We had to leave behind and sell so many things to fit it all in the truck. The big furniture was the biggest pain, but we had boxes and boxes of stuff that we tetris-ed in and rearranged to get most of our possessions to our new home. If you want to drop in a little challenge that isn’t a fight, make a list of all the things on the cart or the transport that the party is carrying and lightly enforce space restrictions and weight limits. When they bring back the really expensive artifact statue that is going to be someone’s retirement fund, figure out if it is too much to fit. Suddenly, the players have a choice between one big statue or food for the trip back. Maybe they will come up with some really clever ideas on how to fit it all and maybe their failed roll means the axle breaks. There was a reason why spare axles were an option to purchase in Oregon trail. Having to deal with encumbrance and weight is a pain to me as a GM, but a casual nod to it every so often will keep your players on their toes and sinking their money into bags of holding or extra cargo space.

 

4. I now understand partially filled ruins

Image from an interesting game about exploring abandoned places called Infra. Following up on #3, I totally get why you find things in ruins now. Looking at our old house when it was mostly empty and everything was being moved out, I could really grok why a ruin would look the way it does. Say the cult who used to use this old temple failed to call up their dread god and disbanded. They packed stuff up and left a lot of it behind. Ok. That’s why there are some empty rooms and some with a few things in it. Some has succumbed to decay, some has been deemed unusable on the road. It’s a common trope in gaming, but I never really got it as a reality until I mulled it over during the move.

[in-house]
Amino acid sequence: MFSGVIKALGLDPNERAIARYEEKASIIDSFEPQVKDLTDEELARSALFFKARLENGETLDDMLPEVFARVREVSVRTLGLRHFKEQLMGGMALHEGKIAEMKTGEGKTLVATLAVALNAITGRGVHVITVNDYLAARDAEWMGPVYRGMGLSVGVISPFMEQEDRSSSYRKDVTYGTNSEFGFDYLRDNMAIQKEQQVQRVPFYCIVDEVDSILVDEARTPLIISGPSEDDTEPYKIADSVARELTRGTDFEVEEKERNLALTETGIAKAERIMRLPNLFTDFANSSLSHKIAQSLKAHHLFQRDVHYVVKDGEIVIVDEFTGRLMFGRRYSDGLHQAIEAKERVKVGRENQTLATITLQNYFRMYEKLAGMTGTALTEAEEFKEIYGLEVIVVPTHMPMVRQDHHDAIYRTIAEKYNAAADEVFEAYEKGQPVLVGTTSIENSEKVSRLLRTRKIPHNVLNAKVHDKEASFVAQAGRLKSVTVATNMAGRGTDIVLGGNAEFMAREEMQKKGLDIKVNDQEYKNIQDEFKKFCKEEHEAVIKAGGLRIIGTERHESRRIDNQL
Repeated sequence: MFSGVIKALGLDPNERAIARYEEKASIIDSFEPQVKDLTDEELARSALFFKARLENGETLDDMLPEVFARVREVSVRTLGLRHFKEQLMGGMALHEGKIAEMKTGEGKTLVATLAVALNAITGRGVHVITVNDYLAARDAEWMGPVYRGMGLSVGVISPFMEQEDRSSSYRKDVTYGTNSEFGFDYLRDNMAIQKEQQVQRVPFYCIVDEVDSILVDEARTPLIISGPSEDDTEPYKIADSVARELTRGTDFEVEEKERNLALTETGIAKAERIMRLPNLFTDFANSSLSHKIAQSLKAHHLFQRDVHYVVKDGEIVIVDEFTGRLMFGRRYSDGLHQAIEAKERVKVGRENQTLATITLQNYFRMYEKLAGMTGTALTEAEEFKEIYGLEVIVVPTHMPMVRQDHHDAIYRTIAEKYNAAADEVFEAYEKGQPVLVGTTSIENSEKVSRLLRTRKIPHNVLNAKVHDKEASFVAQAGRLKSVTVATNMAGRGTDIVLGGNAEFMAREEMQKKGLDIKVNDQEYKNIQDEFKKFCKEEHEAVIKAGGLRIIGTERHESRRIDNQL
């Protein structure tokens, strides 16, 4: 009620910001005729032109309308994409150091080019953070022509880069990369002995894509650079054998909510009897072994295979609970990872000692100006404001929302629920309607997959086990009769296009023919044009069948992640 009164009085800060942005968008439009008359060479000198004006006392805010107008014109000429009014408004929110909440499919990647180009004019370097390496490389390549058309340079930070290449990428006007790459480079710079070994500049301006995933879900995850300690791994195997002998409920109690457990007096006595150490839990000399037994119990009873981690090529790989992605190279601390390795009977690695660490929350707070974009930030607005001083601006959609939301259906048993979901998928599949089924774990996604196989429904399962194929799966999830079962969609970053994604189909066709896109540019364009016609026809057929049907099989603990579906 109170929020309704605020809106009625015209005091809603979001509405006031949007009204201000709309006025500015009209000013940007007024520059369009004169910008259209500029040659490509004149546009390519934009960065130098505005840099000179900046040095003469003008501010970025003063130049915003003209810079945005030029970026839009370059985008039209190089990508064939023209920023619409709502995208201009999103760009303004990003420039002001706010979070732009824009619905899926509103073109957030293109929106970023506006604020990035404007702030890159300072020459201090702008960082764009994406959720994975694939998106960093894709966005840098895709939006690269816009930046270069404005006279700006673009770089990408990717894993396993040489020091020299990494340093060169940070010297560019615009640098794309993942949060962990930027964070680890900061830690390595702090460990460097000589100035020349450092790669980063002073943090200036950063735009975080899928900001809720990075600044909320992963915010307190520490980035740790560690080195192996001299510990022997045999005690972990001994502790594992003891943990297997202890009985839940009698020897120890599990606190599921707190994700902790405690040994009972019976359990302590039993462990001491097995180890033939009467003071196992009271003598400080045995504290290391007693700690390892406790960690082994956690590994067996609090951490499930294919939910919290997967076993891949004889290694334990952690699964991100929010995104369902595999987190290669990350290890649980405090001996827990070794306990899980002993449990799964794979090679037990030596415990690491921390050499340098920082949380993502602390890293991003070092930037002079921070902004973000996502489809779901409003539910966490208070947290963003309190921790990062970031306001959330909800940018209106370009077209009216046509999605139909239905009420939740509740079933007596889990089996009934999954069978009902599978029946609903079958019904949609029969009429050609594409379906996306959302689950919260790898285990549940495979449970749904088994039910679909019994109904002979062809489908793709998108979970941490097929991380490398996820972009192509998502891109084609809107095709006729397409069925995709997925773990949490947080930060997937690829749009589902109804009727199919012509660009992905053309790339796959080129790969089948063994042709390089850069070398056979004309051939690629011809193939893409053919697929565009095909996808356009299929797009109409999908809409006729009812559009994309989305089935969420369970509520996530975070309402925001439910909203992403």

An abandoned building makes for interesting terrain full of things half broken or left behind of unknown reasons. Imagine a game of Shadowrun where you are tasked with routing out a small corporation that is messing with your employers stock price with interesting tactics. You’re hired to clean them out, but they get wind of you and pack up before you arrive at their offices. They left in a hurry but hired some security to take out anyone that followed. You’ve now got an office building full of copiers to duck behind, half torn down cubicles, computers that might contain useful information or clues. A smorgasbord of things that won’t provide the key to the mystery, but might have enough pieces to move your game through the mid-phase and point the players in the right direction. It’s not a smorgasbord of useful things (in-game or out of game) but it is interesting terrain with lots of possibility to link to other plot and game elements. It is a modern day version of a ruin in a fantasy game. If you want some inspiration for modern ruins, check out this site: opacity.us.